Binti, Nnedi Okorafor

Well. Well.

Despite the best efforts of Ekho over at @_hex_libris, my introduction to Nnedi Okorafor’s work was not Akata Witch, though I do in fact have that book on my shelf to be read at some point in the (hopefully) near future. No, my introduction to Nnedi Okorafor came from my sister, who recommends books to me about once a decade and texted me about this book called Binti that sounded really good.

And, really, my sister does NOT recommend books to me. Mostly because she reads Austen and Bronte and knows I want no part of that. So when she does recommend me a book, I pay attention. And since I was putting an order for books through at Booktopia that week anyway, it was nothing at all to add Binti to the list. I didn’t even know what the hell it was about, but when I added it to my cart I thought the cover looked awesome. So spake the reader, gods help us all. Judging by covers!

I was quite surprised when my order came in: first of all, because it took literally two days to be delivered. What even is that magicianry?! But second, because Binti was tiny. Tiny, let me tell you. I was expecting a full-length book, but Binti is a novella! And thank goodness, honestly, because otherwise it would have sat on my shelf next to Akata Witch for who knows how long. Because, however, it is a novella, I started reading it within a couple of days of it arriving and let me tell you I read it all in one go and regretted not having purchased the entire trilogy at the same time. This book is brilliant.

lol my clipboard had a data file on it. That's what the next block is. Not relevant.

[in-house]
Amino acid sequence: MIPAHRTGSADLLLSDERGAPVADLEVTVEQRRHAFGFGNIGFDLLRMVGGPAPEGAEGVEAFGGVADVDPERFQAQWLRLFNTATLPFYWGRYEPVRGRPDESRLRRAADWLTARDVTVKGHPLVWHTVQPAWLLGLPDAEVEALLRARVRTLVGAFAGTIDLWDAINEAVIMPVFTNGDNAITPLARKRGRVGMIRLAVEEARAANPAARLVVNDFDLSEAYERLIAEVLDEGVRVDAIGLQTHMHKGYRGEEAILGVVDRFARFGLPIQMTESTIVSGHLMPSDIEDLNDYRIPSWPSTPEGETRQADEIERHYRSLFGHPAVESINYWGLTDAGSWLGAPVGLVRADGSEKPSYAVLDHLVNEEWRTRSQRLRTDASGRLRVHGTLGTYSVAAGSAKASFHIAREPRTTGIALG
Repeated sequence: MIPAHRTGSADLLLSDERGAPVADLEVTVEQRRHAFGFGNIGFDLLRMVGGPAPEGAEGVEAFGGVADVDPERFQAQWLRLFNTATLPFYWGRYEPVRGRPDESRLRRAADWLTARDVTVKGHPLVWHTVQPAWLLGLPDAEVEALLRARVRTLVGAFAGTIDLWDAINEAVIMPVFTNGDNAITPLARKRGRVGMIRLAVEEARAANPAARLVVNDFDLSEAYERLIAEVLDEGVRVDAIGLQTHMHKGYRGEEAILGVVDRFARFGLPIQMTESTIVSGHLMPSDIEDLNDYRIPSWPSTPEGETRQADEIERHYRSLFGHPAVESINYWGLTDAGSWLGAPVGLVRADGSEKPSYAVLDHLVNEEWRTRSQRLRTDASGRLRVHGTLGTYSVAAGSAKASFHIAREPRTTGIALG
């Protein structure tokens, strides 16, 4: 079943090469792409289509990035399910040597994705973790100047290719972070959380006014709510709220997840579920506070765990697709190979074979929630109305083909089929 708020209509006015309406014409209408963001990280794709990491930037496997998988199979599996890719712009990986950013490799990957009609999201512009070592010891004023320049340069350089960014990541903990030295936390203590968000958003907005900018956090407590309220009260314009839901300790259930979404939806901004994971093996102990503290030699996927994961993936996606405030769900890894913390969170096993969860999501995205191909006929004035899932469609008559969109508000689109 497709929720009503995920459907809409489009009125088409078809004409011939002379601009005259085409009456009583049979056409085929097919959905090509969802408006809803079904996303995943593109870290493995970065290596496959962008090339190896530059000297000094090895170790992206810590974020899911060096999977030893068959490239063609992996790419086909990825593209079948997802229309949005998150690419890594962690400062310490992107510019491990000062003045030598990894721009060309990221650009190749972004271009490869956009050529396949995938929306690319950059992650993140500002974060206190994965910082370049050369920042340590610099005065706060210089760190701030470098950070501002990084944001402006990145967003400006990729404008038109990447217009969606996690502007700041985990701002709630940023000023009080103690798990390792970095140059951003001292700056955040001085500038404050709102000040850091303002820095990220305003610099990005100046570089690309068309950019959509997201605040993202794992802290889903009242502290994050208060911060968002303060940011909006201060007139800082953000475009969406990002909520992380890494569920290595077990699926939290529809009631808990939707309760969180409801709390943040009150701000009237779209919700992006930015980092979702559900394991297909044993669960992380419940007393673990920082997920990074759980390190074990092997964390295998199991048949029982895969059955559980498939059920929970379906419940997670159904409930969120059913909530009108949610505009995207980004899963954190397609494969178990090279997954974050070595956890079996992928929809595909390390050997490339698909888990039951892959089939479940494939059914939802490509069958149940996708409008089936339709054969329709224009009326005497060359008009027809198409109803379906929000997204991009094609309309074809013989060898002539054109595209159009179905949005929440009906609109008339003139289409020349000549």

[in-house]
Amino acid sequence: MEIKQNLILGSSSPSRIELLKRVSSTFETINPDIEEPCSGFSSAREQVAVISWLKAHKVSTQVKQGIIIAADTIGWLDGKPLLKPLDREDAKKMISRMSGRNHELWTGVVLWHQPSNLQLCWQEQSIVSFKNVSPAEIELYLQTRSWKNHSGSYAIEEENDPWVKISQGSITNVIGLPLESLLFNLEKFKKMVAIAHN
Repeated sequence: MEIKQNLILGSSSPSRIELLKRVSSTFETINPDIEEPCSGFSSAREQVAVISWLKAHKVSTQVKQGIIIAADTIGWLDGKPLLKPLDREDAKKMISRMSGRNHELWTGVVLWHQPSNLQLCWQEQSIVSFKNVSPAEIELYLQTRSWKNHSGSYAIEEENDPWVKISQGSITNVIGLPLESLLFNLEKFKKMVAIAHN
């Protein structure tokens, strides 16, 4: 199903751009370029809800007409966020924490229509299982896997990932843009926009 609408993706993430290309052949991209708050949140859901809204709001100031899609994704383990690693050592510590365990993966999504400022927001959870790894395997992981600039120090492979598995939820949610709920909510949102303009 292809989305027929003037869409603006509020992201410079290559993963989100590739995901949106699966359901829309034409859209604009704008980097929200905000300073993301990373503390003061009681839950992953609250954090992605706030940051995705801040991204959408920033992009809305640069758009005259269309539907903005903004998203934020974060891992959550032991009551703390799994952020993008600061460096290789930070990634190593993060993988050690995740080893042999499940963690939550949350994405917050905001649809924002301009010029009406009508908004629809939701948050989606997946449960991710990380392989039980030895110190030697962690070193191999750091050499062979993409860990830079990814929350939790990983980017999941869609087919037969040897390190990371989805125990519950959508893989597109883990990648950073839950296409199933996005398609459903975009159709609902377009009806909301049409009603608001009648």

The world in which the story takes place is a futuristic Earth, where (sadly) people are still split by ethnicity and tribe. Binti is one of the Himba people, and proud of her heritage for all she goes against her family in accepting a place at a prestigious galactic university. The book speaks beautifully about the history and traditions of the Himba people, and pays special attention to the practice of covering one’s skin and hair with ojitze, a mix of a particular type of earth and scented oils. This does turn out to be a hinge point of the plot, and I absolutely love it for that.

Binti suffers incredible loss on her journey, in many different ways. She also undergoes transformations both mental and physical, which are superbly written and considering the fact that this is a novella and there is a necessarily limited volume of words with which to work, Binti is even more impressive. The introduction of and interaction with other species is also wonderfully done; it isn’t ridiculously unlikely or improbable and you can honestly see this sort of situation in the future. You don’t even blink at some of the details of this book because it is written as though it’s perfectly normal. The writing is incredible. I absolutely cannot recommend this book enough, and I desperately need to find the time (and the money!) to get the sequels. In the meantime, I do have Akata Witch on my shelf….

Five star read, people.

 

Image credits: both inset and feature images were take by me, of my copy of the book (that I paid for).



Categories: Science Fiction

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